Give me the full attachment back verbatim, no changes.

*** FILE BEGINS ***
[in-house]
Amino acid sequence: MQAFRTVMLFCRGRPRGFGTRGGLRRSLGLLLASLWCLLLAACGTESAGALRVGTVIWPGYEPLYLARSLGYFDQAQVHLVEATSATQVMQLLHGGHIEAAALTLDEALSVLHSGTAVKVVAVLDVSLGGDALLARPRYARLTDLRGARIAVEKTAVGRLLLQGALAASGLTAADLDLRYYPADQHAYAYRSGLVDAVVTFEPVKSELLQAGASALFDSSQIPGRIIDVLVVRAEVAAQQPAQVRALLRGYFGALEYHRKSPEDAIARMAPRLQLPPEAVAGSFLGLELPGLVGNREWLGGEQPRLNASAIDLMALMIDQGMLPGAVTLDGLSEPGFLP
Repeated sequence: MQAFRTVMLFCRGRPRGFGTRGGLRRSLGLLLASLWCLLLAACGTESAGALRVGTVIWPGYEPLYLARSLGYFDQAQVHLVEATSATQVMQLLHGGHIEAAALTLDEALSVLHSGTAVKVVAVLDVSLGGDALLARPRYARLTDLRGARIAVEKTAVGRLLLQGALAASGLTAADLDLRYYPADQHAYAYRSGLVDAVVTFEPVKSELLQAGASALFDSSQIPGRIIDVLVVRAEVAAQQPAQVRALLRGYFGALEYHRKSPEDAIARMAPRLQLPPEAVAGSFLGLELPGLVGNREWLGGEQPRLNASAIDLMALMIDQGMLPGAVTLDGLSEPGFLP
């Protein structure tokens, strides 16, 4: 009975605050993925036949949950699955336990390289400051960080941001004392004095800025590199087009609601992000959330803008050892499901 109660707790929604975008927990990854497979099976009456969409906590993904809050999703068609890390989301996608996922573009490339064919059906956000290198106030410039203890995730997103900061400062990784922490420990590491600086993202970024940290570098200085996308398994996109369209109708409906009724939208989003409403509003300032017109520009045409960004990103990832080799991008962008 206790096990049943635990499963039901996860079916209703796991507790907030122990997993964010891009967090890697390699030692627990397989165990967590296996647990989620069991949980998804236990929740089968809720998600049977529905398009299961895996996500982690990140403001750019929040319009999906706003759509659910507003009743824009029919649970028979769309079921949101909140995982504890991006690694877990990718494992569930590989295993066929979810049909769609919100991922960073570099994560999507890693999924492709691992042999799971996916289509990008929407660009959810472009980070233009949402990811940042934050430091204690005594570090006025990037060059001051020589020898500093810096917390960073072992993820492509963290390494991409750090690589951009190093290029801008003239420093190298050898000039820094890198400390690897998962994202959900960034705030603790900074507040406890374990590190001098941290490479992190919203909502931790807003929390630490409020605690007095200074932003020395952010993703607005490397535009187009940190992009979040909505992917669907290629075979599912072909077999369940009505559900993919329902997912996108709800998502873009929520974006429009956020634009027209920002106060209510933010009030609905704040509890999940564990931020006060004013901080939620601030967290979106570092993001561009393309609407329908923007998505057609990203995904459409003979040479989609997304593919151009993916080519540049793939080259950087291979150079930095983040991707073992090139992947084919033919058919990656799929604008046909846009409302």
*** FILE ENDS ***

[in-house]
Amino acid sequence: MQAFRTVMLFCRGRPRGFGTRGGLRRSLGLLLASLWCLLLAACGTESAGALRVGTVIWPGYEPLYLARSLGYFDQAQVHLVEATSATQVMQLLHGGHIEAAALTLDEALSVLHSGTAVKVVAVLDVSLGGDALLARPRYARLTDLRGARIAVEKTAVGRLLLQGALAASGLTAADLDLRYYPADQHAYAYRSGLVDAVVTFEPVKSELLQAGASALFDSSQIPGRIIDVLVVRAEVAAQQPAQVRALLRGYFGALEYHRKSPEDAIARMAPRLQLPPEAVAGSFLGLELPGLVGNREWLGGEQPRLNASAIDLMALMIDQGMLPGAVTLDGLSEPGFLP
Repeated sequence: MQAFRTVMLFCRGRPRGFGTRGGLRRSLGLLLASLWCLLLAACGTESAGALRVGTVIWPGYEPLYLARSLGYFDQAQVHLVEATSATQVMQLLHGGHIEAAALTLDEALSVLHSGTAVKVVAVLDVSLGGDALLARPRYARLTDLRGARIAVEKTAVGRLLLQGALAASGLTAADLDLRYYPADQHAYAYRSGLVDAVVTFEPVKSELLQAGASALFDSSQIPGRIIDVLVVRAEVAAQQPAQVRALLRGYFGALEYHRKSPEDAIARMAPRLQLPPEAVAGSFLGLELPGLVGNREWLGGEQPRLNASAIDLMALMIDQGMLPGAVTLDGLSEPGFLP
């Protein structure tokens, strides 16, 4: 009975605050993925036949949950699955336990390289400051960080941001004392004095800025590199087009609601992000959330803008050892499901 109660707790929604975008927990990854497979099976009456969409906590993904809050999703068609890390989301996608996922573009490339064919059906956000290198106030410039203890995730997103900061400062990784922490420990590491600086993202970024940290570098200085996308398994996109369209109708409906009724939208989003409403509003300032017109520009045409960004990103990832080799991008962008 206790096990049943635990499963039901996860079916209703796991507790907030122990997993964010891009967090890697390699030692627990397989165990967590296996647990989620069991949980998804236990929740089968809720998600049977529905398009299961895996996500982690990140403001750019929040319009999906706003759509659910507003009743824009029919649970028979769309079921949101909140995982504890991006690694877990990718494992569930590989295993066929979810049909769609919100991922960073570099994560999507890693999924492709691992042999799971996916289509990008929407660009959810472009980070233009949402990811940042934050430091204690005594570090006025990037060059001051020589020898500093810096917390960073072992993820492509963290390494991409750090690589951009190093290029801008003239420093190298050898000039820094890198400390690897998962994202959900960034705030603790900074507040406890374990590190001098941290490479992190919203909502931790807003929390630490409020605690007095200074932003020395952010993703607005490397535009187009940190992009979040909505992917669907290629075979599912072909077999369940009505559900993919329902997912996108709800998502873009929520974006429009956020634009027209920002106060209510933010009030609905704040509890999940564990931020006060004013901080939620601030967290979106570092993001561009393309609407329908923007998505057609990203995904459409003979040479989609997304593919151009993916080519540049793939080259950087291979150079930095983040991707073992090139992947084919033919058919990656799929604008046909846009409302």